In this talk, I will present for the first time discovery and characterization of novel E3 ligase activators that suppress TH2 and TH17 differentiation and exhibit robust anti-inflammatory properties. Nedd4-family E3 ligases, including Itch, negatively regulate inflammatory immune responses by suppressing TH2 and TH17 differentiation and cytokine production. Genetic disruption of Itch leads to the development of multi-system immune disorders and lung inflammation.

11:45 Sponsored Presentation (Opportunity Available)

12:00 pm Targeting TRAF6 E3 Ligase Activity with Small Molecules Combats Chronic Inflammation and Autoimmunity

Kamyar Hadian, PhD, Group Leader, Helmholtz Zentrum München

Constitutive NF-κB signaling represents a hallmark of chronic inflammation and autoimmune diseases. The E3 ligase TRAF6 acts as a key regulator bridging innate immunity, pro-inflammatory cytokines, and antigen receptors to the NF-κB pathway. Here, we present an inhibitor of TRAF6-Ubc13 interaction that reduces TRAF6 activity in vitro and in cells. Importantly, this inhibitor ameliorated inflammation and improved disease outcomes of autoimmune psoriasis and rheumatoid arthritis in preclinical mouse models.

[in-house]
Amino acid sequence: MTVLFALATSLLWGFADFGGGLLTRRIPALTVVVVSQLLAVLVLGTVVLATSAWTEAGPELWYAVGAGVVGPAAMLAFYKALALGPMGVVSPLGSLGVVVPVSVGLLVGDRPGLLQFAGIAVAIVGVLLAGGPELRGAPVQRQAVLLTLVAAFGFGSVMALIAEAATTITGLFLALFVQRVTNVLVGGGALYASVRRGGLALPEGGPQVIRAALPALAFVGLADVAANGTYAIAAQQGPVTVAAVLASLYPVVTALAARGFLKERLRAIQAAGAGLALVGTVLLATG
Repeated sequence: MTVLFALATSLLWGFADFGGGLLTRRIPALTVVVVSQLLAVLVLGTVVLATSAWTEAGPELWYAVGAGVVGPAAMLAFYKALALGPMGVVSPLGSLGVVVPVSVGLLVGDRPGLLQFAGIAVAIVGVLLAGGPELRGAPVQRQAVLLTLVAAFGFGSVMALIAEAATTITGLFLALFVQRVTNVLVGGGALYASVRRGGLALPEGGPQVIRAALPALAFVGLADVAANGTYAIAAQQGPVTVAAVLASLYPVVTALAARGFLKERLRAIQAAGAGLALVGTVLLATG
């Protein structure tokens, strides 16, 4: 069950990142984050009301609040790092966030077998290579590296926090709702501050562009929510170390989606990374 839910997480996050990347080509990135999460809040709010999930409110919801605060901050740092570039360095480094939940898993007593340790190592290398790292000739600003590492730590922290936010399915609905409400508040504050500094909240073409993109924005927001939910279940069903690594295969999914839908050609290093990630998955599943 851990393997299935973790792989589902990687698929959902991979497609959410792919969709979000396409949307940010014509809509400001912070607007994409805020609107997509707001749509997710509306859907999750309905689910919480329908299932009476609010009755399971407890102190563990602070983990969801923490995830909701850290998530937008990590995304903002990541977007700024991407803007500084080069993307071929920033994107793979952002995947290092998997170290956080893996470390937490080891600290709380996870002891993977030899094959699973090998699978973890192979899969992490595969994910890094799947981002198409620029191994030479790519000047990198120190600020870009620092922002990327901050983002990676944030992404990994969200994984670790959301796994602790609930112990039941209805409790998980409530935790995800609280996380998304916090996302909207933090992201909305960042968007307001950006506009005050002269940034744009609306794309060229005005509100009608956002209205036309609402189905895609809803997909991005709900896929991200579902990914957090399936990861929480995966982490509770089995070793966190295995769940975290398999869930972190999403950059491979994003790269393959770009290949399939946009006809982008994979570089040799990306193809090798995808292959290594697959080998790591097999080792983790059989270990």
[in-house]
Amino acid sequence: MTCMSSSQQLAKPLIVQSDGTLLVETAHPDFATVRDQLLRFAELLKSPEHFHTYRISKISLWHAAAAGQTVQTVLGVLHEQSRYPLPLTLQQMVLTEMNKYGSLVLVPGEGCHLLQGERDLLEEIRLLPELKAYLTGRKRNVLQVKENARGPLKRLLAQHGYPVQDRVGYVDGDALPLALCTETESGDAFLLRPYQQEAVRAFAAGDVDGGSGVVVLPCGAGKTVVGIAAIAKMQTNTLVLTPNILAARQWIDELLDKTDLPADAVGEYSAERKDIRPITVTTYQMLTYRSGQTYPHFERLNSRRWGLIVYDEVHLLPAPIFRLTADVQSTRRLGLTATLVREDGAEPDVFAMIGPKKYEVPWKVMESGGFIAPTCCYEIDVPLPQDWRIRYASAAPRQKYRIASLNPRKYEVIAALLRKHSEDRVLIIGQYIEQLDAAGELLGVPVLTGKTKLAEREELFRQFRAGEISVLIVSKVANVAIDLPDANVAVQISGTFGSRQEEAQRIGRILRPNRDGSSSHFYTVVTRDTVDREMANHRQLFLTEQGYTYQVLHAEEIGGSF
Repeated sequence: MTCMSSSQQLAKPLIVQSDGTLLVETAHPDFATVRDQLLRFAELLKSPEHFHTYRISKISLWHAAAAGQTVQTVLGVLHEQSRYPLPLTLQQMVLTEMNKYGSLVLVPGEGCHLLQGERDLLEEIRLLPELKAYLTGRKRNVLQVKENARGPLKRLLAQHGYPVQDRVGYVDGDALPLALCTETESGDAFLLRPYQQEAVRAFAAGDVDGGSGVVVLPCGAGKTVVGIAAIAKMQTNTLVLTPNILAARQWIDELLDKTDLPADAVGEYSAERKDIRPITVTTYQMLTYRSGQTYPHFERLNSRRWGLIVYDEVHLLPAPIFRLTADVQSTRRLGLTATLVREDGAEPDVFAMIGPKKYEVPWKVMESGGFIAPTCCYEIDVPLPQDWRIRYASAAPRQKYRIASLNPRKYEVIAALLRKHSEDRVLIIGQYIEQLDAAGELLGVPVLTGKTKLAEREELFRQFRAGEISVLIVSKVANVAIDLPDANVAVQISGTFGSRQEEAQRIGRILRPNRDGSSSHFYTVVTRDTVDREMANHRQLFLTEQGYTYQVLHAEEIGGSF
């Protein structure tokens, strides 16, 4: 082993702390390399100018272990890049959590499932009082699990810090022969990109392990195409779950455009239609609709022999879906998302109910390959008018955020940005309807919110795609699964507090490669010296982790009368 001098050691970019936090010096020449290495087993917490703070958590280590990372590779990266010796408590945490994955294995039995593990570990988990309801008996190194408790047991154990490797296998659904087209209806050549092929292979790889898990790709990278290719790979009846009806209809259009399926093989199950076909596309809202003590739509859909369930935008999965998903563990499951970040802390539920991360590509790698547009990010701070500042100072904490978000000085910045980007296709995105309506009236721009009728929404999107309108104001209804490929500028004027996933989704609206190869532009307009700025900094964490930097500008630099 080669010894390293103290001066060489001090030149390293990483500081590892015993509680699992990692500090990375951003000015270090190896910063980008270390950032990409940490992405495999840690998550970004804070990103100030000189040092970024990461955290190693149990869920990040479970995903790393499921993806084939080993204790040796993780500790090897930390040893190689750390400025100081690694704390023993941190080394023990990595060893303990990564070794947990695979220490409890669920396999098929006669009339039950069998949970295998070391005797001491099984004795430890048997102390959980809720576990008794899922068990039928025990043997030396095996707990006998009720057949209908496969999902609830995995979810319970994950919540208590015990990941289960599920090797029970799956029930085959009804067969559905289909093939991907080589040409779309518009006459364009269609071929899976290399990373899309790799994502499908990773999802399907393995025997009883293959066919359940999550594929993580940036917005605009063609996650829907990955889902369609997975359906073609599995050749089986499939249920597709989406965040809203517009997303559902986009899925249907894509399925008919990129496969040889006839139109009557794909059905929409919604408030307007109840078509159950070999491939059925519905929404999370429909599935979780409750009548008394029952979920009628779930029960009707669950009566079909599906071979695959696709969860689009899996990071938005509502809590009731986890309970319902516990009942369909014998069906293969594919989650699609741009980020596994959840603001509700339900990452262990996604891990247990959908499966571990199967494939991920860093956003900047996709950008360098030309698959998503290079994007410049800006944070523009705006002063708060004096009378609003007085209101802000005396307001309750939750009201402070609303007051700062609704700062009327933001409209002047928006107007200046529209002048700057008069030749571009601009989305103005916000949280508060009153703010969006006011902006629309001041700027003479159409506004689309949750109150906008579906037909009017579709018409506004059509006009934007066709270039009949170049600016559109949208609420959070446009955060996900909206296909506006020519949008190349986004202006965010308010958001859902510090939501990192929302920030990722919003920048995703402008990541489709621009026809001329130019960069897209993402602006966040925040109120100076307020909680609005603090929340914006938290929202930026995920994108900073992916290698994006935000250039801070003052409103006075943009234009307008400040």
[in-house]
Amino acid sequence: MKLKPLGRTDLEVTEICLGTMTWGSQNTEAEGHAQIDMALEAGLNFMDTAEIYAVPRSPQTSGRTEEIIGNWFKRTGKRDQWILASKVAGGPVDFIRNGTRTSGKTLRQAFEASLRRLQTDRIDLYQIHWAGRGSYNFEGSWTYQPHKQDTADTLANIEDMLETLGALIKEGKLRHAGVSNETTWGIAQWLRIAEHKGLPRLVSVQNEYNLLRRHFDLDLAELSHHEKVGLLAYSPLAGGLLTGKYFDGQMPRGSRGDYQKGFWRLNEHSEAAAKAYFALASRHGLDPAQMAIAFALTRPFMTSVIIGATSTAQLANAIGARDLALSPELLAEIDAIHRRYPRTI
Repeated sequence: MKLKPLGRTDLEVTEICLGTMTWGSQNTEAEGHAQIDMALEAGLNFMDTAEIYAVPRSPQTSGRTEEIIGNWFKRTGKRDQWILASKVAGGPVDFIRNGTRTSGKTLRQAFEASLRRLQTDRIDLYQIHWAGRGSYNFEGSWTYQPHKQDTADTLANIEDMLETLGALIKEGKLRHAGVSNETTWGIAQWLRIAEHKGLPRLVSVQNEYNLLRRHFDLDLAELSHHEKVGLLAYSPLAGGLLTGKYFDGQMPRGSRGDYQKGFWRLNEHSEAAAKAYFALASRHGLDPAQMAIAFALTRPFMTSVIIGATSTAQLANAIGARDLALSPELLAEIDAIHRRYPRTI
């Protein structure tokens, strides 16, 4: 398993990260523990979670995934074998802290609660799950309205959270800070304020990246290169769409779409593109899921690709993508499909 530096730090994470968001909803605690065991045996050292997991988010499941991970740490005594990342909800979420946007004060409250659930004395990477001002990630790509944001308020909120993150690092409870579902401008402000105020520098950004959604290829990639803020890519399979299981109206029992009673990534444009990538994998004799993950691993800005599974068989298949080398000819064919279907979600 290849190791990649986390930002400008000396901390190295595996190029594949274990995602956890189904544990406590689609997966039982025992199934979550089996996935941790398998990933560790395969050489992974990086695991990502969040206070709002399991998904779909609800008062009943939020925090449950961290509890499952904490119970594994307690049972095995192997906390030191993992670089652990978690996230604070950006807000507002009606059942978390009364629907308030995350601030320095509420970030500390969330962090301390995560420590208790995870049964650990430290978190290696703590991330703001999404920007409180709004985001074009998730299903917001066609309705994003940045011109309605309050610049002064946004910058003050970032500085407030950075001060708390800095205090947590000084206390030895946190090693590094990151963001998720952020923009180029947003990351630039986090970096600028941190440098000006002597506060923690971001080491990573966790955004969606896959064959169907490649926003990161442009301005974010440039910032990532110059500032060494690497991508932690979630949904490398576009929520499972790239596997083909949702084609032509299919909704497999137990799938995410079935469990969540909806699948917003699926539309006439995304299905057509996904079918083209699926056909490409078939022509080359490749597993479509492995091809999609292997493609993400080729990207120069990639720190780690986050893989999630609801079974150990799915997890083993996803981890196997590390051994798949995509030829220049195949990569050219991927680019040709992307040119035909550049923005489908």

12:30 Luncheon Presentation (Sponsorship Opportunity Available) or Enjoy Lunch on Your Own

1:30 Dessert Break in the Exhibit Hall with Poster Awards Announced

Poster Awards Sponsored by Domainex

TARGETING THE INNATE IMMUNE SYSTEM

2:15 Chairperson’s Remarks

Daniel Dairaghi, PhD, Senior Research Advisor, Medicinal Chemistry, Eli Lilly & Co.

2:20 Bacterial Mediated Chemical Transformations of Autoimmune Drug Metabolism

Jason Michael Crawford, PhD, Associate Professor, Departments of Chemistry and Microbial Pathogenesis, Yale University

Photorhabdus asymbiotica causes soft tissue infections of the skin. This bacterium produces the immunomodulator tapinarof during its pathogenic phase. Tapinarof is in phase 3 clinical trials to treat the skin disorders psoriasis and atopic dermatitis. We demonstrate that bacteria can transform tapinarof into other novel potent products that activate the pathways associated with clinical efficacy and kill inflammatory bacteria of the skin.